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Contrary to popular belief, you don't have to be a pre-med major to get into medical school. According to data from the Association of American of Medical Colleges (AAMC), about 60 percent of medical school applicants majored in biological sciences as undergraduates, meaning you have some flexibility choosing your major. 

As it turns out, becoming a doctor is more about challenging yourself as an undergrad, making sure you take all of your prerequisites for medical school, and scoring well on your MCAT® (the Medical College Admission Test).

As long as you complete the requirements for medical school, which typically include chemistry—including inorganic, organic and biochemistry—biology, physics, English, calculus and/or statistics, you'll generally be set. Be sure to work with your adviser to help you map out a plan. That said, here are six college undergraduate pre-med majors to consider that can prepare you for success as a future medical student and doctor.


As far as college majors for doctors go, this one is a no-brainer, and there's a reason why it's a popular choice. Choosing a pre-med track means that all of the guesswork as to which classes are best to prep for medical school and the MCAT is done. Expect a heavy dose of life science and math courses.


Since you have to take a number of science-related courses to qualify for medical school anyway, if you love spending time in the chem lab or discussing dark matter, you can focus your undergraduate studies in the field you like best. All the while, you'll be flexing your analytical and problem-solving muscles in medical field majors such as biology, chemistry, and physics.


If the idea of studying linear algebra, set theory, and fractal geometry gets your heart racing—in a good way—then majoring in math is a great pathway into medical school. It should definitely help you on the MCAT. But, if multivariable calculus makes you cringe, just take the minimum number of math courses required.

Liberal Arts

You might not equate Shakespeare with brain surgery. But the critical thinking and analytical skills developed in liberal arts tracks, as well as the attention to detail, observational skills and the ability to understand dense texts required for these majors, are key for physicians, too. Writing and honing your communication skills as an undergrad will not only help power you through medical school paper-writing, but will also serve you well when interacting with patients from diverse backgrounds. It may be surprising, but the humanities can be great medical field majors.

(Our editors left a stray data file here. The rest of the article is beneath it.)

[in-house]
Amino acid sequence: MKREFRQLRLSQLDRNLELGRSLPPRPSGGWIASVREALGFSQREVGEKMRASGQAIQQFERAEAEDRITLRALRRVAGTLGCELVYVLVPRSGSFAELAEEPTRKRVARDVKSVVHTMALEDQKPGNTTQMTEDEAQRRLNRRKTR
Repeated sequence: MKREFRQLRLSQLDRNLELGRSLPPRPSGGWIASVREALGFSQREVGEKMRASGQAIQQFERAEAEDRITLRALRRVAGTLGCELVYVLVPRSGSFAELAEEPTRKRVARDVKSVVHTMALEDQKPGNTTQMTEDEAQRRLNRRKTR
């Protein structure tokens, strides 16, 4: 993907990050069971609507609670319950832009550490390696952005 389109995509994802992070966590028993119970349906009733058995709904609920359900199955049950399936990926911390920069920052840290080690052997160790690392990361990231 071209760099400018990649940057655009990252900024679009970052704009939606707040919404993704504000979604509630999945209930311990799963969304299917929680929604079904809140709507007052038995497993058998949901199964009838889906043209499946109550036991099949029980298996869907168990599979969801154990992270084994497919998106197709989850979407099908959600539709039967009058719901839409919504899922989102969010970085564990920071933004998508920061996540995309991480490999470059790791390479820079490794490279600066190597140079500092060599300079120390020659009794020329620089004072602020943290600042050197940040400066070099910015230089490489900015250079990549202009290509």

Getting inside people's heads (minus the scalpel), is a great skill to have in a career in which you'll have to talk with patients and their families to solve medical mysteries and determine the most appropriate treatment plans. Developing strong, trusting doctor-patient relationships are also key to successful outcomes.


You might not think a future doctor needs to understand accounting, marketing, and management. Think again. A business degree can be among the best majors for pre-med, especially if you end up running a medical facility or your own practice someday. You'll be glad then you have those business fundamentals.

General Tips:

  1. Choose an undergraduate program that you enjoy and in which you will excel. Medical schools expect high GPAs from applicants, so toughing it out in majors that are beyond your abilities won't help you.
  2. Leave room for medical school requirements. If you choose to major in history, that's fine. Just be sure to save up your elective credits to complete those prerequisite science and math courses as well.
  3. If you hit bumps along the way, don't panic. Do your best to regroup and get the help necessary to improve your academic performance before too much GPA damage is done.

*MCAT® is a registered trademark of the Association of American Medical Colleges, which is not affiliated with and does not endorse this site.

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